by Mabogo Percy More, Hydrarchy
We the living shoulder the historical responsibility of ensuring that the deeds and words of the dead should not fade into oblivion unnoticed. Since the dead (ancestors) will always be there, confronting us directly or far off on the horizons of our being, our duty requires that we accept this responsibility with a clear consciousness. The death of Aimé Césaire - the Martinican poet, politician and revolutionary - last week calls on us to carry out the responsibility that we owe the dead.
That Steve Biko and the Black Consciousness exponents were influenced by the Black Power Movement of the Unites States of American comprising of luminous figures such as Kwame Toure (aka Stockely Carmichael) Elridge Cleaver, George Jackson, Angela Davis, Malcolm X, James Cone, Huey Percy Newton, Bobby Seale, etc., is a fact. However, what is normally ignored is that comparative to the African-American influence was another equally strong influence from the Caribbean Islands, Martinique, to be precise.
From this Island two figures stand out: Aimé Césaire and Frantz Fanon. I mention Césaire first not because he was Fanon’s teacher and mentor and therefore older, but because he, together with Léopold Sedar Senghor who later became the President of Senegal, and Léon Gontran Damas from Guyana, through the Negritude Movement they formed as students in Paris during the early 1930s, were probably the foundational figures and sources of Black Consciousness philosophy and ideology in our country and elsewhere.
Having coined the word “Negritude”, Césaire explained that the movement was not only a resistance to the French politics of assimilation, the attempt to turn a black person into a French with a black skin but more importantly a response to the alienating situation of being-black-in-a-white–antiblack-world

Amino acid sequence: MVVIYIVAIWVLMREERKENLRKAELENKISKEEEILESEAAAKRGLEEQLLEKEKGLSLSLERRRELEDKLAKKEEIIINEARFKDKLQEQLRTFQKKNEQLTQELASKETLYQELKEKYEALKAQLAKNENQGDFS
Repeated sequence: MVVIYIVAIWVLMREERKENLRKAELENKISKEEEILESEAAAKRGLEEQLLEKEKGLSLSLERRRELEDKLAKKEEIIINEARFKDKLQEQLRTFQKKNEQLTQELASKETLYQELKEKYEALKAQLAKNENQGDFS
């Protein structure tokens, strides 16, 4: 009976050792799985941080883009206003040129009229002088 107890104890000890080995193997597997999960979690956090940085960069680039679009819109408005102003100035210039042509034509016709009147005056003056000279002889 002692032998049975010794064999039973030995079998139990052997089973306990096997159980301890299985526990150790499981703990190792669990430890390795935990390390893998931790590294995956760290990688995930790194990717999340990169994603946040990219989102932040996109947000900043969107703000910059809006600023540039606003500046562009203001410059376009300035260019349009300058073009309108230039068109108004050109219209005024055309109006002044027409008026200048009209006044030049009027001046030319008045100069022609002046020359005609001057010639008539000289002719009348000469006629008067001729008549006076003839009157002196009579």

In Césaire’s understanding, therefore, Negritude was not only negatively an intellectual reaction to an alienated black consciousness, a struggle against white racism and its degrading effects but was above all also positively an affirmation of the being of the black person.
Negritude, in his definition, was “a concrete rather than an abstract coming to consciousness” of black people who lived in an atmosphere of rejection and developed not only an inferiority complex but were also ashamed of their blackness. This coming into concrete consciousness in an antiblack world generated one of the most persistent questions among black people: “Who am I”. Half devil or half child as Rudyard Kipling maintained?
What this actually means is that the question of identity becomes a pressing one in an antiblack social context. Thus Negritude also became, fundamentally, a preoccupation with questions of identity and liberation through self consciousness and self-definition. Césaire explained this issue of identity this way: “I have always thought that the black man was searching for his identity. And it has seemed to me that if what we want is to establish this identity, then we must have a concrete consciousness of what we are – that is, of the fact of our lives; that we are black, that we were black and have a history”
In Césaire’s view, racism can neither be transcended by liberal notions of the mere equality of humanity nor by reduction to class consciousness, what is a precondition, however, for any overcoming of racism is the coming to concrete consciousness by Black people.
While Senghor’s Negritude was Africa-centered and much more oriented towards cultural consciousness and a metaphysical element that concentrated on the ontology of the being of the African, Césaire’s Negritude was, by contrast much more existentialist and thus focussed on the consciousness of black people in the context of colonial and racist situations. For him, Negritude was more of a mode of being-black-in-the-world, a consciousness of colour, race and history. In other words, Césaire’s posed the question of black existence through the lens of Negritude.